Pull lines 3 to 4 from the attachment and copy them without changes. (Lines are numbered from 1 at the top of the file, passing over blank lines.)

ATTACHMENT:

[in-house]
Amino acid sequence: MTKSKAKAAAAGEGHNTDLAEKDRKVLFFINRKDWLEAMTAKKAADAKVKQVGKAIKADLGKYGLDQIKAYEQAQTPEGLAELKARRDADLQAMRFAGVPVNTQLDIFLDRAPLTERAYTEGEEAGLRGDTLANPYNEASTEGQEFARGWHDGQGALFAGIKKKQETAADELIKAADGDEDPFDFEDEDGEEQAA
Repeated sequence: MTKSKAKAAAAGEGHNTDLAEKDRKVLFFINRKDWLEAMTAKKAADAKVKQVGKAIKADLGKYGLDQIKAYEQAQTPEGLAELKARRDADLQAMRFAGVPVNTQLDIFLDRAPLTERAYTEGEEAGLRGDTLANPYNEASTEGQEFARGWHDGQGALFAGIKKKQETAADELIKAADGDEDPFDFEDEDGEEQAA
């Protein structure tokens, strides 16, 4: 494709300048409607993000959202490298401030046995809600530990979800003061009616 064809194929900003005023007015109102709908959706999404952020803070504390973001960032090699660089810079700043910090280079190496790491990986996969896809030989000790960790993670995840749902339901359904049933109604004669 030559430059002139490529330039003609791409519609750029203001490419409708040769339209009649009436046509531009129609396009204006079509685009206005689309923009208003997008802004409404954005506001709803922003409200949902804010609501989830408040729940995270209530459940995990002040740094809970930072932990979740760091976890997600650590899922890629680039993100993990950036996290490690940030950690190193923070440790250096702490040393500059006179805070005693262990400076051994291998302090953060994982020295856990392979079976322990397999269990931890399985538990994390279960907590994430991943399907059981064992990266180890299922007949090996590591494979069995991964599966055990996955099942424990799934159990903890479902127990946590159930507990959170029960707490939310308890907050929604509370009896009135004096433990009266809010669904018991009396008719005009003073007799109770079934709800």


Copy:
Repeated sequence: MTKSKAKAAAAGEGHNTDLAEKDRKVLFFINRKDWLEAMTAKKAADAKVKQVGKAIKADLGKYGLDQIKAYEQAQTPEGLAELKARRDADLQAMRFAGVPVNTQLDIFLDRAPLTERAYTEGEEAGLRGDTLANPYNEASTEGQEFARGWHDGQGALFAGIKKKQETAADELIKAADGDEDPFDFEDEDGEEQAA
């Protein structure tokens, strides 16, 4: 494709300048409607993000959202490298401030046995809600530990979800003061009616 064809194929900003005023007015109102709908959706999404952020803070504390973001960032090699660089810079700043910090280079190496790491990986996969896809030989000790960790993670995840749902339901359904049933109604004669 030559430059002139490529330039003609791409519609750029203001490419409708040769339209009649009436046509531009129609396009204006079509685009206005689309923009208003997008802004409404954005506001709803922003409200949902804010609501989830408040729940995270209530459940995990002040740094809970930072932990979740760091976890997600650590899922890629680039993100993990950036996290490690940030950690190193923070440790250096702490040393500059006179805070005693262990400076051994291998302090953060994982020295856990392979079976322990397999269990931890399985538990994390279960907590994430991943399907059981064992990266180890299922007949090996590591494979069995991964599966055990996955099942424990799934159990903890479902127990946590159930507990959170029960707490939310308890907050929604509370009896009135004096433990009266809010669904018991009396008719005009003073007799109770079934709800």